So this is a bit of a funny story. I recently finished building a number of wood pieces for a local business, and one of those items was this cafe height table, which they use for joint rolling.
While I finished other pieces of furniture this sat in my shop, and I quickly took it over with sketches of designs, small tools, and even a laptop at one point.
I liked that little table so much I decided to build my own, modified version. And that brings us to this:
The top of this version opens to a compartment inside, and it features a shelf on the bottom.
I built this a few inches below standard bar height, both because I wanted to work on the top, and because I am short. You can easily adjust the height by getting longer legs for the bottom half. Are you ready? Here’s how to do this!
1 – 1×4 lumber @ 8′
1 – 5/8 or 3/4″ plywood @ 4′ x 4′
4 – 3/4″ galvanized pipe @ 18″
5 – 1/2″ x 36″ boards OR scrap lumber pieces to form top patchwork
4 – 3/4″ galvanized floor flanges
8 – 3/4″ galvanized couplings
casters (4 of them)
4 – 3/4″ galvanized couplings at about 12″
3/4″ wood dowel
4 – angle brackets at about 2 1/2″
brushes (foam are fine)
2 – hinges
Tools and such
*As always, remember to use proper safety measures. This is a pretty great little desk cart, but it’s not worth a finger or an eye or whatever.*
Step 1 Cut and assemble the box sides
The long pieces of the box are cut at 32″, and the short at 14″. That’s entirely subjective, and was based on nothing more sophisticated than that’s the amount of wood I had on hand. You can join the sides at 90 degrees, or get fancy and bevel cut them to 45 degree angles. If you have no idea what that means, just cut them square. If you think it’s all too easy, show off a little and do a dovetail or something.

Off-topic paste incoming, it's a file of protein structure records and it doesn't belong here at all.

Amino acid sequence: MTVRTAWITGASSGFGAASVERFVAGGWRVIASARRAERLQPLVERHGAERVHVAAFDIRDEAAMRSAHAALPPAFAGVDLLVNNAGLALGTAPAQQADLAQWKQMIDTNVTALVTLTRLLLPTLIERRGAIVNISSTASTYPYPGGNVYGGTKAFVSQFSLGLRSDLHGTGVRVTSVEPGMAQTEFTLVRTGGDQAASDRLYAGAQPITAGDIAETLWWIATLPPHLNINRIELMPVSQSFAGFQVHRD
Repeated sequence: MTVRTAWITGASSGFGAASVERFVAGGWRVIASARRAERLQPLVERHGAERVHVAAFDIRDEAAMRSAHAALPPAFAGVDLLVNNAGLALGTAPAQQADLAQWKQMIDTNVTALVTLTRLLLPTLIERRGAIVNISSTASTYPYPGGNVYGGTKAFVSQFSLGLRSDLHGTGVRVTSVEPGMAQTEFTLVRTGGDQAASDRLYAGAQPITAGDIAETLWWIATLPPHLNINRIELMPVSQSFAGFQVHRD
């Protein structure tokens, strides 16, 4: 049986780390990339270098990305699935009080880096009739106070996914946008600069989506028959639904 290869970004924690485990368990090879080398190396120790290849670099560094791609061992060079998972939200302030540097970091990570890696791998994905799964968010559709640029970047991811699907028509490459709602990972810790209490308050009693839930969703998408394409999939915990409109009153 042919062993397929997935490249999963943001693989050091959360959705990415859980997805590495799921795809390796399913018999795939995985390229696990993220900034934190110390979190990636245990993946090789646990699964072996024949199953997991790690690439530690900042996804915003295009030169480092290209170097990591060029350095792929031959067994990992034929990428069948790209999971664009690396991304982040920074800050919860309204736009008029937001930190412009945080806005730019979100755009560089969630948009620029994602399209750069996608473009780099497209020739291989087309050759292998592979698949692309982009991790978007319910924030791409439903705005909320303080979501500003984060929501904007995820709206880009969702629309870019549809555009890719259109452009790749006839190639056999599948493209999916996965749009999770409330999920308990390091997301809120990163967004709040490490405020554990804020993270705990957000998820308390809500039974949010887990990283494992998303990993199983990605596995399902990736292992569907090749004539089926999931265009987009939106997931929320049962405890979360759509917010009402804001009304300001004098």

Also, there’s not bottom to the box in that picture, my table is just way dirty.
To join them I simply glue them and finish nail. I recently picked up the Ryobi Airstrike, and it’s pretty much all that and a bag of chips.
Step 2 Cut the plywood, add the patchwork
You’ll need to cut the 4’x4′ piece of plywood into three pieces, each one 14″x32.” Don’t be fooled and do the bottom first. Instead flip the box onto its bottom (if you have a preference for which that is). Place the plywood down with a half inch spacer underneath to allow for the decorative top. This is where you have to McGyver it a bit. You’ll need to turn it back over and set a spacer underneath to hold the plywood where you want it. Mine was 2 1/2″ or something. With the plywood sitting 1/2″ below the frame you are going to form the patchwork design for the top. Of course you can make whatever pattern you like out of whatever wood you like. I used the cut off ends from other projects. If you use something other than 1/2″ thick material adjust the height of the plywood accordingly.
I like to make the patchwork pattern inside the frame so I can insure it is fit correctly. My ends were already at varying lengths, so I simply fitted them in and cut the end pieces off to fit the box. The final row had to ripped down to fit. You can plan around that if you wish to avoid it. I was kind of making it all up as I went along.
Glue the pieces down, press them with something hefty, and let sit overnight or so. Once it’s all set you can add the hinges.